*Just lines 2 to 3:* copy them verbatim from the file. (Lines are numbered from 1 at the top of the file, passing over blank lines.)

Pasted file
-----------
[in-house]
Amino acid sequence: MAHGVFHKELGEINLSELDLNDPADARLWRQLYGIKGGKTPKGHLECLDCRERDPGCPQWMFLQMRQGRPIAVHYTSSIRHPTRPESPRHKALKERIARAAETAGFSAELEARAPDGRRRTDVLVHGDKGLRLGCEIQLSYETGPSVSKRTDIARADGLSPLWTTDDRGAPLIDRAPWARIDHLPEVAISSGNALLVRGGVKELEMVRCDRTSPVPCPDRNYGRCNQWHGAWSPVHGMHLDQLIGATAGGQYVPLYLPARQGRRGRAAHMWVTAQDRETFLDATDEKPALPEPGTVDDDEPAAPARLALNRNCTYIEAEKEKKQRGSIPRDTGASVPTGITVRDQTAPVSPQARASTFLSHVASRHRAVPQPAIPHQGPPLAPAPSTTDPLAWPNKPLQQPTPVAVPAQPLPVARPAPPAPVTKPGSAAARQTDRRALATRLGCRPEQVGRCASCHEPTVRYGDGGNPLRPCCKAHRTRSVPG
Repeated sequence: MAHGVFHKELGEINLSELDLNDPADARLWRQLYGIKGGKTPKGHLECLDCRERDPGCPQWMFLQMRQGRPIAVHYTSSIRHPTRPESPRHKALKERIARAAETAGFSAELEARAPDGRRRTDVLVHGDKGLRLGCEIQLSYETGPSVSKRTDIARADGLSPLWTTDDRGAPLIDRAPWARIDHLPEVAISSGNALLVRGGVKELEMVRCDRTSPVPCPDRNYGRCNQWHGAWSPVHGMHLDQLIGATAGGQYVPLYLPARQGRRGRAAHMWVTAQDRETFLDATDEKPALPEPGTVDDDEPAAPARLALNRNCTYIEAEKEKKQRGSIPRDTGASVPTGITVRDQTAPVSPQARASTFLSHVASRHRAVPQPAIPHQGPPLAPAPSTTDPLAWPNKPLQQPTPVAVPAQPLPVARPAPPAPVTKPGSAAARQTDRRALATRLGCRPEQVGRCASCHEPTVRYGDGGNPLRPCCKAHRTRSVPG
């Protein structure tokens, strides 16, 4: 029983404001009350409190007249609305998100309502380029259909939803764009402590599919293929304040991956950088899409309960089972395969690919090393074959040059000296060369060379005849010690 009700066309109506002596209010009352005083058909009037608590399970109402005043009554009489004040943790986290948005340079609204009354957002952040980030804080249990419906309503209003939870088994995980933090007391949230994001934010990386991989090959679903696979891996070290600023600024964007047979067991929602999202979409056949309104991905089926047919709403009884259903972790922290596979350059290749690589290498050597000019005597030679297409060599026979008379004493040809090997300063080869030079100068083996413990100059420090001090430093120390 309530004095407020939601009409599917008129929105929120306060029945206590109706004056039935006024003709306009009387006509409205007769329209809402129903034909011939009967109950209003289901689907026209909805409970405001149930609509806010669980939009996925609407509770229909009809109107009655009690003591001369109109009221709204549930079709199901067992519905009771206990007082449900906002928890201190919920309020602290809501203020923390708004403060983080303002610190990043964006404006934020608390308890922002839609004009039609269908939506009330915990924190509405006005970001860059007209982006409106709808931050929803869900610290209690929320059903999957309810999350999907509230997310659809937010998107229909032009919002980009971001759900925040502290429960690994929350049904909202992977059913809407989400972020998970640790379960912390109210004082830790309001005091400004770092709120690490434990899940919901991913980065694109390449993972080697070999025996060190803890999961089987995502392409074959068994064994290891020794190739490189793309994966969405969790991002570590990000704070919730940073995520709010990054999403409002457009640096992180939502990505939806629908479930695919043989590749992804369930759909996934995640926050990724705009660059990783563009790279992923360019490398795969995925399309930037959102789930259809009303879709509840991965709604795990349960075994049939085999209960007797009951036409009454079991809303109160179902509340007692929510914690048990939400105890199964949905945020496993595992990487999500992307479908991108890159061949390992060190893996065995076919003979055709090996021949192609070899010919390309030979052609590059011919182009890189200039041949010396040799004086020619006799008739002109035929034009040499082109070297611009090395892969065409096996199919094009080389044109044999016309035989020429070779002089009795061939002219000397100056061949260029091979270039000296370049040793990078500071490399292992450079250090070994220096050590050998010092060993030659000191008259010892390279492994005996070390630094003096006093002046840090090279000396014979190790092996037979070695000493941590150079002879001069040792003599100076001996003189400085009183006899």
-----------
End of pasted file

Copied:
Amino acid sequence: MAHGVFHKELGEINLSELDLNDPADARLWRQLYGIKGGKTPKGHLECLDCRERDPGCPQWMFLQMRQGRPIAVHYTSSIRHPTRPESPRHKALKERIARAAETAGFSAELEARAPDGRRRTDVLVHGDKGLRLGCEIQLSYETGPSVSKRTDIARADGLSPLWTTDDRGAPLIDRAPWARIDHLPEVAISSGNALLVRGGVKELEMVRCDRTSPVPCPDRNYGRCNQWHGAWSPVHGMHLDQLIGATAGGQYVPLYLPARQGRRGRAAHMWVTAQDRETFLDATDEKPALPEPGTVDDDEPAAPARLALNRNCTYIEAEKEKKQRGSIPRDTGASVPTGITVRDQTAPVSPQARASTFLSHVASRHRAVPQPAIPHQGPPLAPAPSTTDPLAWPNKPLQQPTPVAVPAQPLPVARPAPPAPVTKPGSAAARQTDRRALATRLGCRPEQVGRCASCHEPTVRYGDGGNPLRPCCKAHRTRSVPG
Repeated sequence: MAHGVFHKELGEINLSELDLNDPADARLWRQLYGIKGGKTPKGHLECLDCRERDPGCPQWMFLQMRQGRPIAVHYTSSIRHPTRPESPRHKALKERIARAAETAGFSAELEARAPDGRRRTDVLVHGDKGLRLGCEIQLSYETGPSVSKRTDIARADGLSPLWTTDDRGAPLIDRAPWARIDHLPEVAISSGNALLVRGGVKELEMVRCDRTSPVPCPDRNYGRCNQWHGAWSPVHGMHLDQLIGATAGGQYVPLYLPARQGRRGRAAHMWVTAQDRETFLDATDEKPALPEPGTVDDDEPAAPARLALNRNCTYIEAEKEKKQRGSIPRDTGASVPTGITVRDQTAPVSPQARASTFLSHVASRHRAVPQPAIPHQGPPLAPAPSTTDPLAWPNKPLQQPTPVAVPAQPLPVARPAPPAPVTKPGSAAARQTDRRALATRLGCRPEQVGRCASCHEPTVRYGDGGNPLRPCCKAHRTRSVPG